Trying to put this into words is like speaking without a tongue. Nothing comes out right. It just gives me pause to remember where I was when I wrote these journals and received these letters --- and consider now the fact that I'm photographing them so that I can throw these items away. They are too smelly and moldly to hold onto. But I want to remember these moments in my life... however awkward or precarious. I need to remember how useless it is to not be self-assured. That one should be open and curious when one feels adrift instead of beating oneself up. You can always learn more and be open to the world. Seeing yourself as "shut out" for one reason or another is a futile way to live your life. I am not saying I was like this all the time, but the general position of an adolescent occupies a bit of self-fear and self-hatred, which is only normal because you don't really know who you are yet... what you are capable of being. But you should just enjoy and embrace that slate rather than curse it.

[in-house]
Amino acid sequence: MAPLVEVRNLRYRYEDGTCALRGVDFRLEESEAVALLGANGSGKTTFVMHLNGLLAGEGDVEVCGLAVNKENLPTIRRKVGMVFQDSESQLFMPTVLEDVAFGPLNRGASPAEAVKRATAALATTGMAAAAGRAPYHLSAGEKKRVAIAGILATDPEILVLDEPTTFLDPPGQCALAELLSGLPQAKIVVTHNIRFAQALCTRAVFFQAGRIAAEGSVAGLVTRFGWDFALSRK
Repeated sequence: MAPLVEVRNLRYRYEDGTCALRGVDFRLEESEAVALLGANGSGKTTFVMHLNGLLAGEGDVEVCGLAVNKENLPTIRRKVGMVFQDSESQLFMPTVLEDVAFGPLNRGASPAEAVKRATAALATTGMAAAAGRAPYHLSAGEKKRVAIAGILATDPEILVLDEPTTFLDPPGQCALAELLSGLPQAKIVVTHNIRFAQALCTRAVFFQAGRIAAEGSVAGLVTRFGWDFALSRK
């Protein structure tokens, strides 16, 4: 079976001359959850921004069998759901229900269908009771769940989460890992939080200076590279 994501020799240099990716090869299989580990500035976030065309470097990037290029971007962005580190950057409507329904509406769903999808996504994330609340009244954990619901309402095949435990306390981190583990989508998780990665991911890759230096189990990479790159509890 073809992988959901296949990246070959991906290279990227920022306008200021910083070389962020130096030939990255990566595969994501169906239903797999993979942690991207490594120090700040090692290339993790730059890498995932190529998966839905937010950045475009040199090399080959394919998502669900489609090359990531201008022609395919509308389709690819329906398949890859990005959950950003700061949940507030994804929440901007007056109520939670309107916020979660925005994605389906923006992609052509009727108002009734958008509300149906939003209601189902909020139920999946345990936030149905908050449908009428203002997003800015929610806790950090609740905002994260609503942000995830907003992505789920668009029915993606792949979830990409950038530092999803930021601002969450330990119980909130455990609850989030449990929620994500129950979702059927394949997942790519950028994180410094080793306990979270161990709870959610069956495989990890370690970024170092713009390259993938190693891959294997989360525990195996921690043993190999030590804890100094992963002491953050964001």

I say this because I think we spend our lives forging who we are more or less. The world's ever-changing state forces us to do so. I need to remember that I should always keep things in perspective and when frustrated, try to go about things from another angle or maybe give up for a little while and return later with more insight from that new position or with some new knowledge.

Aside from all this awkward, free-form thought, did I mention that I'm wearing sandals and a short-sleeved shirt? The weather here is gorgeous. For all those assholes who asked me how anyone could live in New Orleans... well, this is why we live in NOLA. 70 degree weather at the close of the year. And Lord knows we deserve some pretty weather after the hell that was 2005.

Sunday, December 25, 2005

Back in NOLA: 4

Christmas morning.

We aren't eating our big Christmas dinner until this evening because we're waiting for my brother to arrive. Poor kiddo left New Haven on Metro North this morning at 8 am... and he arrives in NOLA via JFK airport on JetBlue at 5 pm.

But the cornbread is in the oven and we're getting ready.

I can't say how good it felt to walk around the Quarter and Faubourg Marigny with Sudha yesterday. Chatting with an old friend (who's more like a sister at this point in our lives --- especially post-K) and taking pictures. I love my digital camera. When I return to NYC, I'll set up a flickr account so everyone can enjoy 'em.